30 dead animals found in house of animal rescue CEO

Midlands Sheriff describes it as disturbing and extreme case of animal cruelty
Dawn Pennington, 47, is charged with 18 counts of ill treatment of animals.
Dawn Pennington, 47, is charged with 18 counts of ill treatment of animals.(Alvin S. Glenn Detention Center)
Published: Jun. 3, 2022 at 12:59 PM EDT|Updated: Jun. 3, 2022 at 1:04 PM EDT
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COLUMBIA, S.C. (WIS) - A Midlands animal rescue CEO and director has been charged with 30 counts of ill treatment of animals after 30 decomposing animals were found in her house.

Caroline “Dawn” Pennington, 47, the CEO and director of a nonprofit animal rescue called GROWL, was arrested after deputies with the Richland County Sheriff’s Department responded to a call saying there was “a smell of death” coming from a home on Dibble Lane in Columbia.

When deputies went into the home, they found 30 decomposing animals (28 dogs and two cats) in cages and crates. The animals had been dead for a long time.

No living animals were found inside the house, according to investigators.

Deputies said based on the circumstances they appeared to have died from starvation and dehydration.

Sheriff Leon Lott described this as one of the worst cases of animal cruelty he has ever seen. The animals’ bodies were found lying in their own waste and had not been moved from their cages prior to the discovery by officials.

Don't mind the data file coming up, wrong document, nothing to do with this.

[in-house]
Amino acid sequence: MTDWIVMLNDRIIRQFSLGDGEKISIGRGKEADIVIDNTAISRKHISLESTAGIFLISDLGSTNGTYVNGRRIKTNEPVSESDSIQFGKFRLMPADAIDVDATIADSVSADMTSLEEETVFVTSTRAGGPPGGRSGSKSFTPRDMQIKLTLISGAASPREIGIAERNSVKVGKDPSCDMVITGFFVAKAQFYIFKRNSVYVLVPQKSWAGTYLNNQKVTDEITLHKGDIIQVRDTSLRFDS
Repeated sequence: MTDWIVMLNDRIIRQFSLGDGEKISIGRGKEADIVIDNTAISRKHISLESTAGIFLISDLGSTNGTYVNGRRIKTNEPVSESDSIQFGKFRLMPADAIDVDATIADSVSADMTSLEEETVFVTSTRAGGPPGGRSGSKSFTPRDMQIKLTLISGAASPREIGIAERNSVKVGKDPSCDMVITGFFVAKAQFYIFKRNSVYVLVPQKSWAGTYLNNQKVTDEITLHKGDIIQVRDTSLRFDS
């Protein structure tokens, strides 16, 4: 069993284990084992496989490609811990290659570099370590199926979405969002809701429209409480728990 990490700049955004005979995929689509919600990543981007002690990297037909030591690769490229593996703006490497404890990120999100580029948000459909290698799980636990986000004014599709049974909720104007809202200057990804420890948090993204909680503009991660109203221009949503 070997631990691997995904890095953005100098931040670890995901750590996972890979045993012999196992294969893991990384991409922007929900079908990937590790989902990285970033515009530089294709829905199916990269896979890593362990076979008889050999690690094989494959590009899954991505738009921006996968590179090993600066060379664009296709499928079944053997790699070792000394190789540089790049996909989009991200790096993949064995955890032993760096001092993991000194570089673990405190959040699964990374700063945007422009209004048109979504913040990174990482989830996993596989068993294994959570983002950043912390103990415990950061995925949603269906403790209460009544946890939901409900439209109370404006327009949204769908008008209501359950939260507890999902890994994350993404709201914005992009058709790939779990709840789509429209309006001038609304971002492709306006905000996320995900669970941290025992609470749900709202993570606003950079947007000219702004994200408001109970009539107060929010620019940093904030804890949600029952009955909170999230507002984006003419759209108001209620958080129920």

“It’s appalling and it’s heartbreaking,” Lott said. “This is someone who was entrusted by the community to care for these animals and find them homes. She betrayed that trust and she betrayed the trust of these innocent animals who relied on her.”

Lott said Pennington is a well-known figure in the animal rescue community.

At the time of the incident, Pennington was employed by the Kershaw County Humane Society in addition to running GROWL.

Jamie Woodington, President of the Board of Directors for KCHS, said that Pennington resigned Thursday citing unspecified personal reasons.

“At this time, to KCHS’ knowledge, her charges also do not involve any animals from the Kershaw County Humane Society, but KCHS will continue to research and work with law enforcement on this case,” said Woodington.

Woodington said the shelter was made aware of Pennington’s charges and arrest on Friday.

“Everyone at KCHS is very distraught and appalled at the charges levied on Ms. Pennington,” said Woodington. “Our sole mission is to care for all the animals that come in our doors.”

GROWL is a registered 501(c)3 non-profit organization. Investigators ask that anyone who has made documented donations to GROWL in the last 12 months to contact RCSD.

Richland County Animal Control worked side-by-side for hours with RCSD to take the dead animals out of the home.

Pennington was booked into the Alvin S. Glenn Detention Center.

Pennington’s Bond was set at $75,000 with the conditions that she have GPS monitoring and no contact with animals. She is also not allowed to fundraise for the nonprofit.

Pennington’s Lawyer released a statement:

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